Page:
The internet has provided unprecedented opportunities for entrepreneurs, including entrepreneurs who deal in journalism.

One reason the internet affords access to anybody with an idea is that the internet has operated beyond the grasp of the greedy hand of federal and state taxing authorities.

But unless Congress acts before November 1, this could change. Congress enshrined the idea of access without taxation in a 1998 piece of legislation. It has been routinely renewed since then but is facing opposition this time.

An editorial in the Washington Times explains what is at stake:

Unless Congress acts again before Nov. 1, however, more than 10,000 different state and local jurisdictions can begin feeding their greed by applying their favorite taxes to everyone’s favorite websites.

These communications taxes are usually preposterously excessive. The federal, state and local fees and taxes that clutter telephone bills add up to an average 17 percent, and it’s 12 percent for cable and video services — far more than the average general sales tax rate of 7 percent. These figures take on additional significance because studies suggest that cost is a significant factor in determining whether consumers utilize high-speed Internet services.

Enabling the imposition of communications taxes on the Internet will make the network slower; extending the tax moratorium will encourage innovation and economic growth. Would Mark Zuckerberg have created Facebook if he had faced a hefty tax to access the Internet from his dorm room at Harvard? Facebook, ebay, Google, Amazon, Twitter and a host of other major Internet-based companies can be run from a computer positioned anywhere in the world. They all chose to start in America for a reason: the guarantee of a tax-free Internet. Take away that advantage, and tomorrow’s competitors will pack their virtual bags and start the business in countries with friendlier tax policies.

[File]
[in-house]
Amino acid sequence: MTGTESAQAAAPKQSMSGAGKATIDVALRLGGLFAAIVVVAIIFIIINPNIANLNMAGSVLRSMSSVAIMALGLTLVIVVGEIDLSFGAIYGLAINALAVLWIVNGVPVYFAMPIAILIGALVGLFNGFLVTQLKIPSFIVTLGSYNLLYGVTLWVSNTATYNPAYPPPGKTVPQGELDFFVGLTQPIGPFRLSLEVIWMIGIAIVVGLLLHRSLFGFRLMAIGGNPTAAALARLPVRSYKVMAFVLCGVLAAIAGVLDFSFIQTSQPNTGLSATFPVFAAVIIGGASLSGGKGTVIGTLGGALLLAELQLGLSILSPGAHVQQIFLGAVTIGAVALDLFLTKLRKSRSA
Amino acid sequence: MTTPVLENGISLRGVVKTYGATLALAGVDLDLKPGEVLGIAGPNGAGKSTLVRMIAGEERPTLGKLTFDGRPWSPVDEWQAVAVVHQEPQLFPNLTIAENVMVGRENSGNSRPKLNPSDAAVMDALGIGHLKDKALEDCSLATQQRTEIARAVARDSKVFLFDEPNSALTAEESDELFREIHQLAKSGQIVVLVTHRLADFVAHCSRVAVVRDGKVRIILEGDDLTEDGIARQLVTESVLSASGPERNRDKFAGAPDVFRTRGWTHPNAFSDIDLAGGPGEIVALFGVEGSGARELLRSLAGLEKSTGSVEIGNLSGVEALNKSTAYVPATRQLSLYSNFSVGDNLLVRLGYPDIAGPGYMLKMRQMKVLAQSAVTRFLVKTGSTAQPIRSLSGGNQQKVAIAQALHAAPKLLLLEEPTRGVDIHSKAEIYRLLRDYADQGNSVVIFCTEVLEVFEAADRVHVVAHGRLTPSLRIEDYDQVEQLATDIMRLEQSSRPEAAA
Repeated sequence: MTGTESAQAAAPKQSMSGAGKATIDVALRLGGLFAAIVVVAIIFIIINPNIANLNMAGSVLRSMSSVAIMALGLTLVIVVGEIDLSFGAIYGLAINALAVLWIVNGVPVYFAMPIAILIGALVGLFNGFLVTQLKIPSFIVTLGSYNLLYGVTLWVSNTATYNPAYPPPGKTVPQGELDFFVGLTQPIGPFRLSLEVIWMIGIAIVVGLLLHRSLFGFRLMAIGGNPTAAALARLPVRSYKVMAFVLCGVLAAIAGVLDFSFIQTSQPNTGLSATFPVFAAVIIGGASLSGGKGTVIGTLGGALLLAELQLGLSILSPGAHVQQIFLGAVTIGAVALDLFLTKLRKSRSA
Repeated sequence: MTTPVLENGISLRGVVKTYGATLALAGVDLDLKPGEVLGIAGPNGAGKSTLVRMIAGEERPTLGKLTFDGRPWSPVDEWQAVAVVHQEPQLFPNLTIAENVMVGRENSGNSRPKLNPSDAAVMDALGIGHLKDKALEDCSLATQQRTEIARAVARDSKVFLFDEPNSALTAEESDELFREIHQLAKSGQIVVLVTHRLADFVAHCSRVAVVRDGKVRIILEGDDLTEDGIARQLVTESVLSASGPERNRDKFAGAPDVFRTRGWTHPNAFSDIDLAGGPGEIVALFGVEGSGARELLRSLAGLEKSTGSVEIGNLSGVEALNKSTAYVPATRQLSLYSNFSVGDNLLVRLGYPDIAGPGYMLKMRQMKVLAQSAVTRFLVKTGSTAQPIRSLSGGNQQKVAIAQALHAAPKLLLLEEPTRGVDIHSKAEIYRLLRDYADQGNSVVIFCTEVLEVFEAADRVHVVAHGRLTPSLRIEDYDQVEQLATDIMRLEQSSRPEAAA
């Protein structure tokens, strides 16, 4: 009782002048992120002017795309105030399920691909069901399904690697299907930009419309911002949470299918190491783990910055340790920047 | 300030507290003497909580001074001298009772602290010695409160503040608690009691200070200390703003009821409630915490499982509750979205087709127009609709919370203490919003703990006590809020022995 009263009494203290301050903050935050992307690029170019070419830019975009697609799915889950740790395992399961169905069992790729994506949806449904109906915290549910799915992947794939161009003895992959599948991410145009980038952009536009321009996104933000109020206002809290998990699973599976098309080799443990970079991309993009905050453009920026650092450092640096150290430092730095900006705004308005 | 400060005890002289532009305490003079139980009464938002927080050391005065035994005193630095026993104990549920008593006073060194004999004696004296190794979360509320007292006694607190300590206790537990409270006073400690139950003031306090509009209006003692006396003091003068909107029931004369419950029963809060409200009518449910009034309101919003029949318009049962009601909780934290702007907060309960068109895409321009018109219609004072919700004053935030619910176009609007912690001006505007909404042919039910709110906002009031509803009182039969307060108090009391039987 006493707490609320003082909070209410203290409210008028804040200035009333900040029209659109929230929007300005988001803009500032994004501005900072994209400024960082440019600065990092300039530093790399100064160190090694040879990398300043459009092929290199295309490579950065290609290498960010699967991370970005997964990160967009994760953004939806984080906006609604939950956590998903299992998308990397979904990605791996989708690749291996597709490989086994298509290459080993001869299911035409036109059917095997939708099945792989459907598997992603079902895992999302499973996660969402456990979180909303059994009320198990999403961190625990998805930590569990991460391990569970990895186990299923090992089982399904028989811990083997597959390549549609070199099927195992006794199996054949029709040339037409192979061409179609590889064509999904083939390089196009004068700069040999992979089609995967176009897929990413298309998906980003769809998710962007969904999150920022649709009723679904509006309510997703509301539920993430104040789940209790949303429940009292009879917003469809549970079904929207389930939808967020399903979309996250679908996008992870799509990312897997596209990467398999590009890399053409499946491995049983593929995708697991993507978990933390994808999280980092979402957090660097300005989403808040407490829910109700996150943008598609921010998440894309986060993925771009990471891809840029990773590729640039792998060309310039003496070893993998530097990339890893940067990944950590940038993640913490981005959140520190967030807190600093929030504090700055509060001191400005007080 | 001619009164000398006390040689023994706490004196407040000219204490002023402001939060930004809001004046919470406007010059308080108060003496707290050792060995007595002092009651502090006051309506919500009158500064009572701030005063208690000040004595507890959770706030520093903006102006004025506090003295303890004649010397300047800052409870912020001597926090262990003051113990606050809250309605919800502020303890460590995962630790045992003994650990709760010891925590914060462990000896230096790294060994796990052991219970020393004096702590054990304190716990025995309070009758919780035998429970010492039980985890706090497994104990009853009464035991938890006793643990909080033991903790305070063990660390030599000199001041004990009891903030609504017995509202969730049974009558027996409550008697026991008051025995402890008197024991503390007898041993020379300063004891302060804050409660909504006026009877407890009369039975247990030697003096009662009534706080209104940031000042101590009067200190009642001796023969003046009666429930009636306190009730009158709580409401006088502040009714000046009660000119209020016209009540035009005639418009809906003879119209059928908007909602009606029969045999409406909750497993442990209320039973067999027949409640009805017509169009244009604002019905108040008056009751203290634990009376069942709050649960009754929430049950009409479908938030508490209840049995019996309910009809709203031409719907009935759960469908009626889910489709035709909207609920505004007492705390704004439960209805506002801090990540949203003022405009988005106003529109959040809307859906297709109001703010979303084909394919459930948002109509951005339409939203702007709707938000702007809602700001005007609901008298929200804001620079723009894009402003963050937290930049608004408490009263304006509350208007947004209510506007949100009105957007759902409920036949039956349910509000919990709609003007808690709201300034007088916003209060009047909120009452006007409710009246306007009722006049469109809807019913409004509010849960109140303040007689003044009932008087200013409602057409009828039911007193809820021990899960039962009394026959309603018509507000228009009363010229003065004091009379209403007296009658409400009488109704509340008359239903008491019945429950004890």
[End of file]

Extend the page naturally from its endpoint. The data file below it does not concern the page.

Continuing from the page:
We’ve seen over the last few years what taxes and regulations can do to the economy at large. It would be a shame if we see a slowing down of the internet, a place of unparalleled creativity, as a result of the taxman’s greed.

A Senate bill to make the internet tax ban permanent has been introduced by Democratic Senator Ron Wyden. Thirty Republicans and sixteen Democrats have signed on to Wyden’s bill.